zer0brain's blog

By zer0brain, history, 2 months ago, translation,

Problem

We will count the number of bad permutations, at the end we subtract it from $n!$ (modular $n!$ is simple — if $n < m$, then we count head-on, otherwise we take it equal to $0$). We will add numbers to the permutation in order ($1, 2, ..., n$). If we add the number $i$, then we have $i$ insertion options, since there are $i - 1$ numbers in the permutation now. A pair of neighboring elements is called good if it meets the requirement from the statement ($x$ and $x + 1$). Now let $k$ be the number of good pairs in the permutation. If we insert $i$ between the indices of a good pair, then their number will decrease by $1$, if we insert it after the number $i - 1$, then it will increase by $1$, otherwise it will not change. This means that to increase the number of good pairs by $1$ we have a $1$ insertion option, to decrease by $1$ there are $k$ options, if we do not change anything there are $n - k - 1$ options. After $n$ insertions, we want to get the number of good pairs equal to $0$, so the increases and decreases are split into pairs. We want to find the number of all correct variants of insertions, if we do not have any increases this number is $(n - 1)!$ (from number of not changing options). Consider the first increase, let it be for the number $x$. Before it, there were $0$ pairs, so the number of permutations is equal to $(k - 2)!$ (according to the number of insertion options that do not change anything). We have a $1$ option for this insert. Note that for the next insertion (if it does not change) we will have $k - 1$ options, for the second after us there will be $k$ options, and so on, that is, we continued to accumulate the factorial. Consider a pairwise decrease (just this pair was removed), let it be at the moment $y$. We will only have the $1$ insert option since we are deleting a specific pair. Note that due to the presence of a pair (we assume that there is only one, for a larger number, the proof is obviously constructed in the same way, we only need to carefully take into account that there will be other deletions) before deleting it, we had $y - 3$ options on the previous insert, $1$ on the current one, and on the next there will already be $y$, that is, the factors $y - 2$ and $y - 1$ have been removed. We are looking for the sum over all variants of the remaining product after some set of deletions of pairs of consecutive numbers. Since before $y$ there is a $y - 1$ number, and any of them could be paired with $y$, then products without $y - 2$ and $y - 1$ will be counted $y - 1$ times, that is, we just removed $y - 2$. Thus, we have reduced the problem to the fact that we can remove any subset of factors from $(n - 1)!$, while we cannot remove two consecutive numbers (pairs $y - 2, y - 1$ cannot intersect in different $y$), you need to find the sum over all the products after deletions. This is easily done using DP ($dp_0 = dp_1 = 1$, $dp_i = dp_{i - 2} * (i - 1) + dp_{i - 1} * i$, the answer is $dp_{n - 1}$) in $O(n)$ and earns $77$ points. Now note that after $m$ the modulo remainders are looped. We will divide the old $dp$ into $dp1$ ($dp1_i$ — $i$ must be deleted) and $dp2$ ($dp2_i$ — $i$ can be deleted or not deleted), we will calculate the values ​​of DP from $0$ to $m$. $dp1_i = dp2_{i - 2} * (i - 1)$, $dp2_i = dp2_{i - 1} * i + dp1_i$. Note that all terms in which one of $m, 2m, ...$ is not removed are equal to $0$ and do not affect the sum. It is not hard to prove that then the answer to the problem is $(dp1_m)^{\frac{n}{m}} * dp2_{n\pmod{m}}$. Using binary exponentiation, we get a $O(m + log_2(\frac{n}{m}))$ solution, which gains $100$ points. All formulas in the solution were required to be taken modulo $m$.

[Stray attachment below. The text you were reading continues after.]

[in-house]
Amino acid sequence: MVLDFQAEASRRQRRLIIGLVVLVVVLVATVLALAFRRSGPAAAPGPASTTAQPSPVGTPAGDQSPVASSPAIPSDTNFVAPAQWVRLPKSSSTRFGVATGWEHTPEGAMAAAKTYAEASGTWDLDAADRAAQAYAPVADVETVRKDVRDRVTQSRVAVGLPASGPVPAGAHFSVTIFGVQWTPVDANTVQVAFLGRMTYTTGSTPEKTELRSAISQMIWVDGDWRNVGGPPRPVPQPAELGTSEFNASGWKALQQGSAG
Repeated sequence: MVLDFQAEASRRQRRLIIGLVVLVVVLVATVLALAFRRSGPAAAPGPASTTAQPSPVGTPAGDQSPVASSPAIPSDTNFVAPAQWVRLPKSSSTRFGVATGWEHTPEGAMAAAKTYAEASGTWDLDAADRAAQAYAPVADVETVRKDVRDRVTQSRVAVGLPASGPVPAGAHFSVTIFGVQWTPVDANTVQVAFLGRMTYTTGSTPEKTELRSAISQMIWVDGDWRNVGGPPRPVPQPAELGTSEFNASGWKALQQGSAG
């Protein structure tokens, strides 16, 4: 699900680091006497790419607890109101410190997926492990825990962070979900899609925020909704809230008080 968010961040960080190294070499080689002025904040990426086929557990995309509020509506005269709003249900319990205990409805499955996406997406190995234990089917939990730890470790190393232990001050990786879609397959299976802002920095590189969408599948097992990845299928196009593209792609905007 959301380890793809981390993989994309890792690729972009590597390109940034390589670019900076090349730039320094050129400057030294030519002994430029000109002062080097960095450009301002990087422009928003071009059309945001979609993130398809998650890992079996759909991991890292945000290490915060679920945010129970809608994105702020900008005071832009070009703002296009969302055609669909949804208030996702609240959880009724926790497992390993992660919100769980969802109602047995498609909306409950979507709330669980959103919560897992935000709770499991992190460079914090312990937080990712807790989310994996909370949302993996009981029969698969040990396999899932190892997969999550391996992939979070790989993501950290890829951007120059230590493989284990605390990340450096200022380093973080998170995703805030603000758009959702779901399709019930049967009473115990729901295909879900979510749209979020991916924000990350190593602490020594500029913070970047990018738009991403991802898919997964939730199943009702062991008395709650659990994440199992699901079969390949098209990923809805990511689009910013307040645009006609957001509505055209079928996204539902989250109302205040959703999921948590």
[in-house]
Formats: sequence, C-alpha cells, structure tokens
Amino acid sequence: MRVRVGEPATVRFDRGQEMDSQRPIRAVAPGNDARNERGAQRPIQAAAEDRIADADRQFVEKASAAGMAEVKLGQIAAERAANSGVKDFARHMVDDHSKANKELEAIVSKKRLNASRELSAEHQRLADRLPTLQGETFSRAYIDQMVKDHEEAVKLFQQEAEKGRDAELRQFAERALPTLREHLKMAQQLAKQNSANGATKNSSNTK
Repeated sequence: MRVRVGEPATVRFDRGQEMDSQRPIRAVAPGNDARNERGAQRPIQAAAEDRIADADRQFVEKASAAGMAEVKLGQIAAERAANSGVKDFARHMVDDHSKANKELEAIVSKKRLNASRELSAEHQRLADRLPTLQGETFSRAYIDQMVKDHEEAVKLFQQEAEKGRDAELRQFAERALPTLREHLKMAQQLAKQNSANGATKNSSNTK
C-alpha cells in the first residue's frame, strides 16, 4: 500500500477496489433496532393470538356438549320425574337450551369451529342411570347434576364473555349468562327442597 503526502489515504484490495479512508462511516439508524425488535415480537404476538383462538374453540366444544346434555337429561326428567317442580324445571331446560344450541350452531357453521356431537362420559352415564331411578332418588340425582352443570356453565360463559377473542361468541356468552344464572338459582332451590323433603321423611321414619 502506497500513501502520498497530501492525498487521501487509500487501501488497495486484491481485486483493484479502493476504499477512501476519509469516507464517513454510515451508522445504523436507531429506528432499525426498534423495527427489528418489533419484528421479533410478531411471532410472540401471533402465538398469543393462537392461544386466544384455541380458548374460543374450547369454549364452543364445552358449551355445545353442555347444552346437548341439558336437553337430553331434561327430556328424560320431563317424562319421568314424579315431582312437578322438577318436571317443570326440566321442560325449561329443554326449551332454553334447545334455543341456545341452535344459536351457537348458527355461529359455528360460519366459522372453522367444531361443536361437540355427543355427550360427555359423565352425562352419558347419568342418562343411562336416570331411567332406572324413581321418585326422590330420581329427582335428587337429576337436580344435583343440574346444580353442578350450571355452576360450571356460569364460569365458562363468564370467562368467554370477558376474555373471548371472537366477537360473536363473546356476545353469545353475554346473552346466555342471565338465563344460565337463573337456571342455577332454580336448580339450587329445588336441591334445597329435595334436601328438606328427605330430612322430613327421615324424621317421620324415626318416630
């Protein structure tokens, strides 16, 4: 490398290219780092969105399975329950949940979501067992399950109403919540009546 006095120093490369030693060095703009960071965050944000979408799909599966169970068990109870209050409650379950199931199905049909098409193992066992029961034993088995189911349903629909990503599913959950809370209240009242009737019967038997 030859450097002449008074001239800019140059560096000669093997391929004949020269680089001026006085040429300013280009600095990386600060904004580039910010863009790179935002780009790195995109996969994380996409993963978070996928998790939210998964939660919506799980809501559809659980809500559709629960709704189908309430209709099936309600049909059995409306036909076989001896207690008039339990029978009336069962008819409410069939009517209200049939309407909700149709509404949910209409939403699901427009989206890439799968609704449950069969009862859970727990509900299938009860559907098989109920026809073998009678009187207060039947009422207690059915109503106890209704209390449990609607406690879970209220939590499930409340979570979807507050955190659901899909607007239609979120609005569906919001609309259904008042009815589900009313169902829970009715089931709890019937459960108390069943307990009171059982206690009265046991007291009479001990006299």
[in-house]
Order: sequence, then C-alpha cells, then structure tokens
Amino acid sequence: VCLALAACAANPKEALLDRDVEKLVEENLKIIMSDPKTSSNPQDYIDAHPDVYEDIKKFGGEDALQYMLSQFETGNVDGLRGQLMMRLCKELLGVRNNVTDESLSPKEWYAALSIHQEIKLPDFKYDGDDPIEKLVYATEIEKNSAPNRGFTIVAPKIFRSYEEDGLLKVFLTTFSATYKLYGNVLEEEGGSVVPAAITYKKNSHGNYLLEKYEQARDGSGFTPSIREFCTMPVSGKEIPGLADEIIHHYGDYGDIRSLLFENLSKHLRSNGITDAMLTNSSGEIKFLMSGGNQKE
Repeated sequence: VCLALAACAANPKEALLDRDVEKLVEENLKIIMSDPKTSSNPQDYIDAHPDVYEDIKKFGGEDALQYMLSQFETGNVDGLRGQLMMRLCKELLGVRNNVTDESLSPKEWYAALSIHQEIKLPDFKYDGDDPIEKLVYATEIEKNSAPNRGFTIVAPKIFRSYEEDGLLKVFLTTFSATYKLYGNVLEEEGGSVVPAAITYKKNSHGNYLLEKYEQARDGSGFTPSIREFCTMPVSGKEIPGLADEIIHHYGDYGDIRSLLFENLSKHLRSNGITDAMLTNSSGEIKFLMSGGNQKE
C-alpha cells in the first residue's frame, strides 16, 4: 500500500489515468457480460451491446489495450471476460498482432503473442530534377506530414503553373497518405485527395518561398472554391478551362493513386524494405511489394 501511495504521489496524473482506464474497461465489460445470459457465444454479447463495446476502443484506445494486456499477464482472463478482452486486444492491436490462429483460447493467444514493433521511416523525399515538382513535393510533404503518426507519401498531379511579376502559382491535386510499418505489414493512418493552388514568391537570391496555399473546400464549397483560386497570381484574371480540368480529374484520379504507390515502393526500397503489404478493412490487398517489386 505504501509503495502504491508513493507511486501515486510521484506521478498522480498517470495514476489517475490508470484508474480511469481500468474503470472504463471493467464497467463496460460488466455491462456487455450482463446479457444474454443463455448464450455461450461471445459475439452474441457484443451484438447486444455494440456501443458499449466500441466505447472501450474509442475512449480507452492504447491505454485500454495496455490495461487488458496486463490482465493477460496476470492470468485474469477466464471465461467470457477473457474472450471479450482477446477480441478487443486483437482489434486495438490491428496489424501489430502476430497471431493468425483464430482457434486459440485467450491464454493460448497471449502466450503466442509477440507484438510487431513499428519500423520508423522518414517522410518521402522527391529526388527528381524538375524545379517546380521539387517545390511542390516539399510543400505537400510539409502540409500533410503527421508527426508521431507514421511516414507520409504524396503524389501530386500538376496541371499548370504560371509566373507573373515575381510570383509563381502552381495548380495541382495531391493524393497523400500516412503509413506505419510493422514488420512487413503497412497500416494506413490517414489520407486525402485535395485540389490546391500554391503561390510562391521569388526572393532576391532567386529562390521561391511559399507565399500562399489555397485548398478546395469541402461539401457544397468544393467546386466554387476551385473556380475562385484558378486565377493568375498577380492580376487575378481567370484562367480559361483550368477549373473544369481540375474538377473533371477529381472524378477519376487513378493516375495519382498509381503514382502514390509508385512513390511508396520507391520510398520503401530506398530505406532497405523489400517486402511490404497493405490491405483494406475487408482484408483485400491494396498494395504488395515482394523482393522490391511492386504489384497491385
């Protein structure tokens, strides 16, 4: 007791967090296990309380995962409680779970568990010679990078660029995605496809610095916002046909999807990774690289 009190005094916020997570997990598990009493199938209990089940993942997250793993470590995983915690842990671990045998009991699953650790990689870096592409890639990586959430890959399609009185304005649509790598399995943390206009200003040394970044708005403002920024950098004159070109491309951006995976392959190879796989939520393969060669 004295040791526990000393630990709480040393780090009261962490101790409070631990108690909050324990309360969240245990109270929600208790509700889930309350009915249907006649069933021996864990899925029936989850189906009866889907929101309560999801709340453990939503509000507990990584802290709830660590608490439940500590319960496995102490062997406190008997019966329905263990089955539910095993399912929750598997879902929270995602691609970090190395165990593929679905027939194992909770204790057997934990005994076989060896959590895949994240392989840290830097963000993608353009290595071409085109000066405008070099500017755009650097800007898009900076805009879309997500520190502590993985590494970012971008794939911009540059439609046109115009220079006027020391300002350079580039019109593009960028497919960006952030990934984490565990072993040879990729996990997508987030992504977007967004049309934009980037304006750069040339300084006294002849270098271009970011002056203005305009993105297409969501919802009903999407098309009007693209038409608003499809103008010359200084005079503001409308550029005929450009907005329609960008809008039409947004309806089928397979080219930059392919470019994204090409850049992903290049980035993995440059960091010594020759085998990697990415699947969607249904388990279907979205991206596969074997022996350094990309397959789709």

PS: My proof seems to me too complicated, it seems that ShinigamiCHOP has a simpler proof.

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